Of the Russians, Radionova and Tuktamysheva impressed the most in the Grand Prix series. Radionova, the Skate America and Trophee Bompard winner, was too young for the Sochi Olympics. Tuktamysheva, the Cup of China winner, was 10th at last season’s Russian Championships.

Ice Dance

Meryl Davis and Charlie White won the last five Grand Prix Finals. The U.S. streak could very well continue, even with the Olympic champions sitting out this season.

That’s because Madison Chock and Evan Bates were the top qualifiers for Barcelona, winning both of their Grand Prix series starts.

They prevailed in the absence of not only Davis and White but also the entire top five from Sochi this Grand Prix season.

“The throne is vacant,” Bates said. “We’re going to try to take it.”

Chock and Bates were eighth in Sochi and fifth at the World Championships in March. Canada’s Kaitlyn Weaver and Andrew Poje, who were seventh in Sochi and second at Worlds, qualified second behind Chock and Bates into the Grand Prix Final.

The other U.S. Olympic ice dance couple, siblings Maia and Alex Shibutani, qualified fourth into Barcelona. It’s their first Grand Prix Final appearance in three years.

Pairs

Like ice dance, the pairs landscape looked different this season.

Olympic champions Tatyana Volosozhar and Maksim Trankov are out due to Trankov’s shoulder injury.

World champions Aliona Savchenko and Robin Szolkowy are out due to Szolkowy’s retirement.

Russians Ksenia Stolbova and Fedor Klimov, who won silver behind those pairs at the Olympics and Worlds, qualified first into the Grand Prix Final. Right behind them were Canadians Meagan Duhamel and Eric Radford, the World bronze medalists.

The comeback story is that of Russians Yuko Kavaguti and Aleksander Smirnov, who missed last season due to Smirnov’s knee injury. They were fourth at the 2010 Olympics.

There’s also 2006 Olympic silver medalist Zhang Hao, looking for his first Grand Prix Final medal in six years. Zhang, formerly partnered with Zhang Dan (no relation), was eighth in Sochi with new partner Peng Cheng.

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Alistair Brownlee, after Ironman, leans toward Olympic return

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Alistair Brownlee is already the only triathlete with multiple Olympic titles. In July, he is reportedly leaning toward another impressive feat, to win an Olympic gold medal the summer after completing the Kona Ironman World Championships.

The Brit Brownlee said he is “definitely swinging towards” trying to qualify for the Tokyo Games, according to the Times of London. Brownlee’s manager confirmed the stance while noting that his result in the Ironman Western Australia on Dec. 1 will play into the ultimate decision.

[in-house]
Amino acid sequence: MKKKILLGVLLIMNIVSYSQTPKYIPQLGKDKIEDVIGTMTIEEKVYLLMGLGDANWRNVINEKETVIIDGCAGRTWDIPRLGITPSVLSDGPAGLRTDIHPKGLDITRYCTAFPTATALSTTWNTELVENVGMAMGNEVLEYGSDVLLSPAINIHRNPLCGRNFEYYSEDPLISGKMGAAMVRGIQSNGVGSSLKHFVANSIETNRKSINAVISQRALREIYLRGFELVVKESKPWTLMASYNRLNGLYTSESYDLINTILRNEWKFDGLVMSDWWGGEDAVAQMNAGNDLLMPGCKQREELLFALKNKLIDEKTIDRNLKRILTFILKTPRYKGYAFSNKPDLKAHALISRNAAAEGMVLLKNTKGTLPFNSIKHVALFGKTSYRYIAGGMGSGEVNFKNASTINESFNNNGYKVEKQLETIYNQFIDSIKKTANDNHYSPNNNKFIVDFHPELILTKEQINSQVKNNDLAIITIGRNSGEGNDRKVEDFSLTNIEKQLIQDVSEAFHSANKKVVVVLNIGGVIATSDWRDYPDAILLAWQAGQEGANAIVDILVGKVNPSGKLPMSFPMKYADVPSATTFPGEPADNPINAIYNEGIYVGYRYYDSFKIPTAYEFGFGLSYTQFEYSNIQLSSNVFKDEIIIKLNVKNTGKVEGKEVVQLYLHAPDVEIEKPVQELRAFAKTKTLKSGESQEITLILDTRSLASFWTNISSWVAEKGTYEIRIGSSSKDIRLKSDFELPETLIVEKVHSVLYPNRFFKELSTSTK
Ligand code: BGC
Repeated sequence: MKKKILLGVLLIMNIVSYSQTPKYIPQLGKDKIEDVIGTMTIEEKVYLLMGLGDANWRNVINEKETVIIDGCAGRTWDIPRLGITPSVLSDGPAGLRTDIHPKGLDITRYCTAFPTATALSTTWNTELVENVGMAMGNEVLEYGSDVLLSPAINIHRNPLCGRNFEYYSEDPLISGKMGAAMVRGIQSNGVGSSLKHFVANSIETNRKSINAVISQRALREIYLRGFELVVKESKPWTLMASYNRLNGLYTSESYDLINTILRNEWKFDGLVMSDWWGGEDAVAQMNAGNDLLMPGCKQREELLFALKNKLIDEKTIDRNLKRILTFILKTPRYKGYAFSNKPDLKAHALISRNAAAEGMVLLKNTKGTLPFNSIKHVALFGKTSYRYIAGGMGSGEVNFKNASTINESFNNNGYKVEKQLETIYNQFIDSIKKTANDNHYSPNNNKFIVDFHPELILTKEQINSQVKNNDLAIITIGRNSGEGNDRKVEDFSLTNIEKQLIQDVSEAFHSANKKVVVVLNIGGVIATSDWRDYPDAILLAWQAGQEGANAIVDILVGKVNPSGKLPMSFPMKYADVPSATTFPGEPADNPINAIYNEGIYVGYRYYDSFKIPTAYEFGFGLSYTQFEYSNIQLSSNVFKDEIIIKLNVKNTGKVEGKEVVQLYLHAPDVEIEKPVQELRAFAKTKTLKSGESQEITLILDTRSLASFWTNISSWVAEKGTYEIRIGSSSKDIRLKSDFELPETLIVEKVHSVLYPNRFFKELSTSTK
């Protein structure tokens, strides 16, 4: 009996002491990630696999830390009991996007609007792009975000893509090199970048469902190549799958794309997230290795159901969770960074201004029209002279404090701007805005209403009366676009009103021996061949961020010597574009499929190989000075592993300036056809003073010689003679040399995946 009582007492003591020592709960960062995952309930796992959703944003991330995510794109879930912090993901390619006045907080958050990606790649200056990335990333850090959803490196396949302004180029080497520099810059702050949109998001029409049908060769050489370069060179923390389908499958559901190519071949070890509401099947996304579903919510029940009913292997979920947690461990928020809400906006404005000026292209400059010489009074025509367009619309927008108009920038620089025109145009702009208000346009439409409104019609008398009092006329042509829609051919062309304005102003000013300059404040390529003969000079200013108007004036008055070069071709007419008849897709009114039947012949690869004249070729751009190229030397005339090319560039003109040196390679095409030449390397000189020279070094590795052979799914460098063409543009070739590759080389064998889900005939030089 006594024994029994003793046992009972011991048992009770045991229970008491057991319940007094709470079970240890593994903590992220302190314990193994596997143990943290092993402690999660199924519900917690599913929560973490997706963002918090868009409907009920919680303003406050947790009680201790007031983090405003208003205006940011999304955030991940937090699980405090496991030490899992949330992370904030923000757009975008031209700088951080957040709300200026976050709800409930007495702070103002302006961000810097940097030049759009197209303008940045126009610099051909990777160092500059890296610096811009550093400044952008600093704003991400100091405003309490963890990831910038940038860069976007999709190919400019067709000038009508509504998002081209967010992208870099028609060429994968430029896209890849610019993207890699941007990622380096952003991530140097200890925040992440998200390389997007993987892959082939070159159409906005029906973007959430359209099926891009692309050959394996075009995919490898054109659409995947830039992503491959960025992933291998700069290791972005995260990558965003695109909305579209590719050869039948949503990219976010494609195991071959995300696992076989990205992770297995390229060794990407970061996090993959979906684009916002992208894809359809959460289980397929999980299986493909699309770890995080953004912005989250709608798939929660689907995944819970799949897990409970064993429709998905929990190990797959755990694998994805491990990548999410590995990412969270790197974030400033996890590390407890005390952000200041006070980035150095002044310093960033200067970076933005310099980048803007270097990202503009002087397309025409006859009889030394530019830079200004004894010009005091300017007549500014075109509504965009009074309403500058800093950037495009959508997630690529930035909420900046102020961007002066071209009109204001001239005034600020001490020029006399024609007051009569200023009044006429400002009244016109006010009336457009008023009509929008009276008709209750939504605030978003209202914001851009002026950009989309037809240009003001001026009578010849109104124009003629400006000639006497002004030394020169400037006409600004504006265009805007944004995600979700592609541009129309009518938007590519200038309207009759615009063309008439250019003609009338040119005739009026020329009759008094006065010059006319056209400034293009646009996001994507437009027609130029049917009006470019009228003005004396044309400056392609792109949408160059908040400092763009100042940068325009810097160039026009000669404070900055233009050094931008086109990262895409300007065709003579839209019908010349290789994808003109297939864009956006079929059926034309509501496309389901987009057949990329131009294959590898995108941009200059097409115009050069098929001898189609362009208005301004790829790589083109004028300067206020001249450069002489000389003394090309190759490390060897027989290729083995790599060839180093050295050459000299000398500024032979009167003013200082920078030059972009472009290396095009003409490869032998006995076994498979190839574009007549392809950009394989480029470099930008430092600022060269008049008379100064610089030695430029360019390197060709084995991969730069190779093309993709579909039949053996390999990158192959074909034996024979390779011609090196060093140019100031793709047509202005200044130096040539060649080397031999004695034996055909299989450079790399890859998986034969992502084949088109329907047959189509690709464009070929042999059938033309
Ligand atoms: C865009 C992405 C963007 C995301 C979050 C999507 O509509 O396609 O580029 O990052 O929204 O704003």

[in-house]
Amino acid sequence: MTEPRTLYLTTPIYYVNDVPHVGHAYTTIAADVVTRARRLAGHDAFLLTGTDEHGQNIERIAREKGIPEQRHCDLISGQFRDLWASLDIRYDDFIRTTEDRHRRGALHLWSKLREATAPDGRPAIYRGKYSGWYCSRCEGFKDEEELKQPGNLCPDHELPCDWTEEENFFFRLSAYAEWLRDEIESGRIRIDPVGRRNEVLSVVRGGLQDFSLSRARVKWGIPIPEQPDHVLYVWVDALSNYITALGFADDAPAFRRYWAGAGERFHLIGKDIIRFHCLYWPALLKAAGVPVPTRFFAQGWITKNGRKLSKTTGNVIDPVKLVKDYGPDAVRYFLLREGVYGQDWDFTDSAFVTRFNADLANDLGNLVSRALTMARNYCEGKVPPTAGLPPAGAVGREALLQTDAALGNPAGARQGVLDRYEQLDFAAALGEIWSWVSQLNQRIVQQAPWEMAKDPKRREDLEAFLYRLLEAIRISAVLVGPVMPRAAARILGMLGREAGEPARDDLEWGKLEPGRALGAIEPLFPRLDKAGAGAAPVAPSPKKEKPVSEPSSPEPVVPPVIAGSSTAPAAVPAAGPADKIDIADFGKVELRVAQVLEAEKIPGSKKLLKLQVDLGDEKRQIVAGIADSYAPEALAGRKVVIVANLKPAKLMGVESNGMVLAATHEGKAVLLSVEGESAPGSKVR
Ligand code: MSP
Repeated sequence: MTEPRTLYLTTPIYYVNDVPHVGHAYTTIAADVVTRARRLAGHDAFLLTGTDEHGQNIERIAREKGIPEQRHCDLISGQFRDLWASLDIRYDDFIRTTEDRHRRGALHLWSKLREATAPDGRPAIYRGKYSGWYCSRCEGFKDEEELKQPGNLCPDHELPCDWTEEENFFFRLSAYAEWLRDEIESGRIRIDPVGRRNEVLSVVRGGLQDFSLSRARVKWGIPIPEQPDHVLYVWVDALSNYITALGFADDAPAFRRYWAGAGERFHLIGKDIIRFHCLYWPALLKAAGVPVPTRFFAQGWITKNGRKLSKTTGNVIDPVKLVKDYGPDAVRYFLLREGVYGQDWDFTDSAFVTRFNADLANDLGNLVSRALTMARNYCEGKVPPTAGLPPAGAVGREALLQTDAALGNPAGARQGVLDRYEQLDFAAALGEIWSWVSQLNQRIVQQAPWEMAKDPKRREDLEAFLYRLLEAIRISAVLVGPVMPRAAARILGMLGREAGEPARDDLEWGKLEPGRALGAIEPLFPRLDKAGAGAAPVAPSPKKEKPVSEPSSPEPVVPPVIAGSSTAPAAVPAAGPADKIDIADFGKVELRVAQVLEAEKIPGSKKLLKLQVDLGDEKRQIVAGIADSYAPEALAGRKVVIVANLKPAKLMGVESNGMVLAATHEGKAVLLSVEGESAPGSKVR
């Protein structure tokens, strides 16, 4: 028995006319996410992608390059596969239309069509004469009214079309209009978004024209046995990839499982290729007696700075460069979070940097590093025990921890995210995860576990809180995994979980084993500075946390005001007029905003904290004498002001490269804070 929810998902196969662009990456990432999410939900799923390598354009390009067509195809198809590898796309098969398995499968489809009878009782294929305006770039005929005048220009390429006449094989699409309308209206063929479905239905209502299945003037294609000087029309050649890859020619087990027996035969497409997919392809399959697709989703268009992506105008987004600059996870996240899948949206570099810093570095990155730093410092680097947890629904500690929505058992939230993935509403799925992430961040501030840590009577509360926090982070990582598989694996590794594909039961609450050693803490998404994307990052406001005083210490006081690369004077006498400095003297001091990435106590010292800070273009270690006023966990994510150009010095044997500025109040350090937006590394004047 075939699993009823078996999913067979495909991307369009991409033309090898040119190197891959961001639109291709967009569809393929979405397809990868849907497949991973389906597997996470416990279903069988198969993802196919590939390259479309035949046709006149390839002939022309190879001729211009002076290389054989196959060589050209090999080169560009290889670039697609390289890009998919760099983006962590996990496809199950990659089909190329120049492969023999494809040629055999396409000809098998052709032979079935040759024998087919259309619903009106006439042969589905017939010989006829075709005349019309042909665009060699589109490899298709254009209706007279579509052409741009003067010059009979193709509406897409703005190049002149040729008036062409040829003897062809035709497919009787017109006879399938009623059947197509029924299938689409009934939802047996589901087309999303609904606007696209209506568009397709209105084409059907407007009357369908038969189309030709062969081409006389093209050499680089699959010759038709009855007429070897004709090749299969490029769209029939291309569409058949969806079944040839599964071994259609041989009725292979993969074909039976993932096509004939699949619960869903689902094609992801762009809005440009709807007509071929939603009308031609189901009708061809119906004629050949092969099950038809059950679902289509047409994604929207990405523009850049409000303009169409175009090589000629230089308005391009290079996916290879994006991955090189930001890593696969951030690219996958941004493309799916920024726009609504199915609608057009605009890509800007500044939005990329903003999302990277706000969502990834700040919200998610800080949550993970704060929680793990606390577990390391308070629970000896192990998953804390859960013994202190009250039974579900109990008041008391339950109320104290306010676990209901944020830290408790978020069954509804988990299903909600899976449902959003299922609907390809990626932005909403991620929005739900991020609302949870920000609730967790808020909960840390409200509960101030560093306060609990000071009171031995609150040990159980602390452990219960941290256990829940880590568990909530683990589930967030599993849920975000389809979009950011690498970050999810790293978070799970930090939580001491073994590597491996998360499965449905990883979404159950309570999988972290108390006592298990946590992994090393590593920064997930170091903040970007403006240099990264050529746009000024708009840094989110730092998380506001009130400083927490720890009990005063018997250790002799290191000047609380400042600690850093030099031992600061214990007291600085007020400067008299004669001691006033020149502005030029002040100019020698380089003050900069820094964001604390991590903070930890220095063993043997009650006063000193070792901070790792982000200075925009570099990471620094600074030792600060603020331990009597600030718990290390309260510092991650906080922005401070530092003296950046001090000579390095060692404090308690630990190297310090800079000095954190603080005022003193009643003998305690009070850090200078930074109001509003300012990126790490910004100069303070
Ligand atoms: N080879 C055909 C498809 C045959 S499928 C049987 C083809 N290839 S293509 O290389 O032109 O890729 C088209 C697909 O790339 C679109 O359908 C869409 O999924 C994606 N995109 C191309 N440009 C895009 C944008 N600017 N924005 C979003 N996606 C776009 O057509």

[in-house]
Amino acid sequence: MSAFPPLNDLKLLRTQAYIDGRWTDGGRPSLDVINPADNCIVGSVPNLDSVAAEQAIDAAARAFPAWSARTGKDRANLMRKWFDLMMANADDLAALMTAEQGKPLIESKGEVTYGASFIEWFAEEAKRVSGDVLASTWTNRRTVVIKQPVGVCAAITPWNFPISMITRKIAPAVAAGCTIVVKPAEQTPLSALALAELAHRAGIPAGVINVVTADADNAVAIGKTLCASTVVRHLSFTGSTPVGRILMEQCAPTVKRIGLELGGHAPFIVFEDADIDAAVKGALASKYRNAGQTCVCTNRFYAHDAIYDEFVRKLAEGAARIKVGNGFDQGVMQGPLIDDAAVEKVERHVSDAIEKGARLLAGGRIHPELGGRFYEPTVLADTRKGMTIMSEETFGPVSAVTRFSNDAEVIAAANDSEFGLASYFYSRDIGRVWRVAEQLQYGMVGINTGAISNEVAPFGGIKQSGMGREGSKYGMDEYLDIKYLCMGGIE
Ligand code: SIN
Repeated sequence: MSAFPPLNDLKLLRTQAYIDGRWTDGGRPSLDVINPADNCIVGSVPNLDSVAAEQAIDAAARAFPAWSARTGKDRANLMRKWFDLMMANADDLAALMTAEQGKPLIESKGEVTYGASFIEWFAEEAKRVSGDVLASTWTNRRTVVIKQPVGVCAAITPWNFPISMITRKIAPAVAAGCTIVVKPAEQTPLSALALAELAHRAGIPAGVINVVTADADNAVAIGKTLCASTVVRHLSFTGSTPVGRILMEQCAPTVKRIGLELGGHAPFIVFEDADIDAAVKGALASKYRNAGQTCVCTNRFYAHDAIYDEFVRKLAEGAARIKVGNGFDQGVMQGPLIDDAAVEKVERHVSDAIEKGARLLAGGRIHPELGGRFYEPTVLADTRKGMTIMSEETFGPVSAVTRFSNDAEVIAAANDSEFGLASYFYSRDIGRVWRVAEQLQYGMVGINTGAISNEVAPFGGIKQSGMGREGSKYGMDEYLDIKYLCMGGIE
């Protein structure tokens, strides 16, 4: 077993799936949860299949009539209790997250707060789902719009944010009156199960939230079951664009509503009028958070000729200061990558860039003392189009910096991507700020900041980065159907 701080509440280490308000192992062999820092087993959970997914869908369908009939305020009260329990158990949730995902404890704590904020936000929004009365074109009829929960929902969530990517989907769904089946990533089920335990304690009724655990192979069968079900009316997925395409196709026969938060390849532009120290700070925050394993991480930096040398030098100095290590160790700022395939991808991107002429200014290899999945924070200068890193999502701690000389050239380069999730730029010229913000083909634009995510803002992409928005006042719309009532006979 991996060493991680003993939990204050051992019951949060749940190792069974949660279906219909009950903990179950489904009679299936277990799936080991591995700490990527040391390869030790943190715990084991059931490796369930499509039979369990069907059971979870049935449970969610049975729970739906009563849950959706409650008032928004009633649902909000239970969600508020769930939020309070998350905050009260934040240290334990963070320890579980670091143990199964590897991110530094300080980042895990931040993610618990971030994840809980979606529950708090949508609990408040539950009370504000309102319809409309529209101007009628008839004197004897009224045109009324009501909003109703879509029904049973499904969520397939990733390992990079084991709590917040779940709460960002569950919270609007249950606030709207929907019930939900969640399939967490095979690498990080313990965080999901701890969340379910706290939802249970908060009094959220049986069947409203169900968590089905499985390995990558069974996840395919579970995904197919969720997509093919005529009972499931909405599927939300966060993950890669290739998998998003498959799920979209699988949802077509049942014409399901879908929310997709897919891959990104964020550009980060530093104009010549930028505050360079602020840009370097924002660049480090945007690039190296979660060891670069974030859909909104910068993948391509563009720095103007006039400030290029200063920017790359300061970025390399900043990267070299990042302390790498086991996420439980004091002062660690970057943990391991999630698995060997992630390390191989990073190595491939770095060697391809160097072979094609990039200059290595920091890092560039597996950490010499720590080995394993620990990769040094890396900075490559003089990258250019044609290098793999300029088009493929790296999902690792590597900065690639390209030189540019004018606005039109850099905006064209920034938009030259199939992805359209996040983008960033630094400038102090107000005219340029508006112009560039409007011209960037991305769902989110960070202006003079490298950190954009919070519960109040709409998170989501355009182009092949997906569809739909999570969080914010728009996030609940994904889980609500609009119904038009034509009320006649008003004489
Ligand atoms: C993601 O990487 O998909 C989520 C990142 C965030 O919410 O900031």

Brownlee previously reportedly said he was “50-50” on going for the Olympics and that he had to decide between focusing on the shorter Olympic distance or the Ironman, which includes a 2.4-mile swim, 112-mile bike and a marathon.

Other Olympic triathletes transitioned to the Ironman and never went back, such as 2008 Olympic champion Jan Frodeno of Germany and two-time U.S. Olympian Sarah True.

Brownlee finished 21st in Kona on Oct. 12 in 8 hours, 25 minutes, 3 seconds, which was 33:50 behind the winner Frodeno.

Brownlee won four half Ironmans between 2017 and 2018 (sandwiched by a hip surgery), then finished second to Frodeno at the Ironman 70.3 World Championship on Sept. 2.

One other triathlete won an Olympic title after completing the Kona Ironman — Austrian Kate Allen, who was seventh in Kona in 2002, then took gold at the 2004 Athens Games.

MORE: 2019 Kona Ironman World Championships Results

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Alberto Salazar appeals doping ban

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LAUSANNE, Switzerland (AP) — The Court of Arbitration for Sport says it has registered an appeal by track coach Alberto Salazar against his ban for doping violations, though a hearing will take several months to prepare.

CAS says Salazar and Dr. Jeffrey Brown appealed against their four-year bans by the United States Anti-Doping Agency.

After a multi-year USADA investigation, Salazar and Brown were found guilty of doping violations linked to the Nike Oregon Project training camp. USADA said Salazar ran experiments with supplements and testosterone, and possessed and trafficked the banned substance.

The case also related to falsified and incomplete medical records that disguised the work.

CAS says Salazar and Brown asked for more time to file “written submissions and evidence,” adding the hearing is “unlikely to take place before March.”

Verdicts typically take at least a further several weeks.

MORE: Mary Cain raises issues from being coached by Salazar